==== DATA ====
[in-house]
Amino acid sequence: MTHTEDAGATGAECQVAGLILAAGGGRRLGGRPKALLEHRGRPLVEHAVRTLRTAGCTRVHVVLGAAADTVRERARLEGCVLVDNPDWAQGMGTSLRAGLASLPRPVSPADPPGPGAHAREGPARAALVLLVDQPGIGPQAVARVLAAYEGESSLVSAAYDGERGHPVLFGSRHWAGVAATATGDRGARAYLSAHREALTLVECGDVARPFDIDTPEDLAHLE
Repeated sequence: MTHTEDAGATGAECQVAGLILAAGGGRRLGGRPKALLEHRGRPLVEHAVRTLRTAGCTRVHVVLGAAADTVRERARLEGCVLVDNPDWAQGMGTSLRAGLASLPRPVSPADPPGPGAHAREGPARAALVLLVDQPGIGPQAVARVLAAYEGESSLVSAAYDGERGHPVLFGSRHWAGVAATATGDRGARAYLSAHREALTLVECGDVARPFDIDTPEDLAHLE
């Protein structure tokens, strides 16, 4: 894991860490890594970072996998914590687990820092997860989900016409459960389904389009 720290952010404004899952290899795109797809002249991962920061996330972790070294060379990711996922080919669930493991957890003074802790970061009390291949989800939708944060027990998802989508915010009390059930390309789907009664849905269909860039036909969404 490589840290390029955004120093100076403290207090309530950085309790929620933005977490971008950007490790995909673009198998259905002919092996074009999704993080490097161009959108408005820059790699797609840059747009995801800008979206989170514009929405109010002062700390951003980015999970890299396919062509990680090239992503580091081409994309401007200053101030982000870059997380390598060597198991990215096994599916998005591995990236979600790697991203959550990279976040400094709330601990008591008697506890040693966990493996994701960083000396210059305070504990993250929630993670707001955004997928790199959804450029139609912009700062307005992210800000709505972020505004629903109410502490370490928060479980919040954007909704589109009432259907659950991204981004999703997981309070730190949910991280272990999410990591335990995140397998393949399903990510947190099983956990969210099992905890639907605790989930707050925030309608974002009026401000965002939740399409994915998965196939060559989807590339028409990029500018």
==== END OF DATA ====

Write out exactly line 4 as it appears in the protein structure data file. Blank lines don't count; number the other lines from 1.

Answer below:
């Protein structure tokens, strides 16, 4: 894991860490890594970072996998914590687990820092997860989900016409459960389904389009 720290952010404004899952290899795109797809002249991962920061996330972790070294060379990711996922080919669930493991957890003074802790970061009390291949989800939708944060027990998802989508915010009390059930390309789907009664849905269909860039036909969404 490589840290390029955004120093100076403290207090309530950085309790929620933005977490971008950007490790995909673009198998259905002919092996074009999704993080490097161009959108408005820059790699797609840059747009995801800008979206989170514009929405109010002062700390951003980015999970890299396919062509990680090239992503580091081409994309401007200053101030982000870059997380390598060597198991990215096994599916998005591995990236979600790697991203959550990279976040400094709330601990008591008697506890040693966990493996994701960083000396210059305070504990993250929630993670707001955004997928790199959804450029139609912009700062307005992210800000709505972020505004629903109410502490370490928060479980919040954007909704589109009432259907659950991204981004999703997981309070730190949910991280272990999410990591335990995140397998393949399903990510947190099983956990969210099992905890639907605790989930707050925030309608974002009026401000965002939740399409994915998965196939060559989807590339028409990029500018």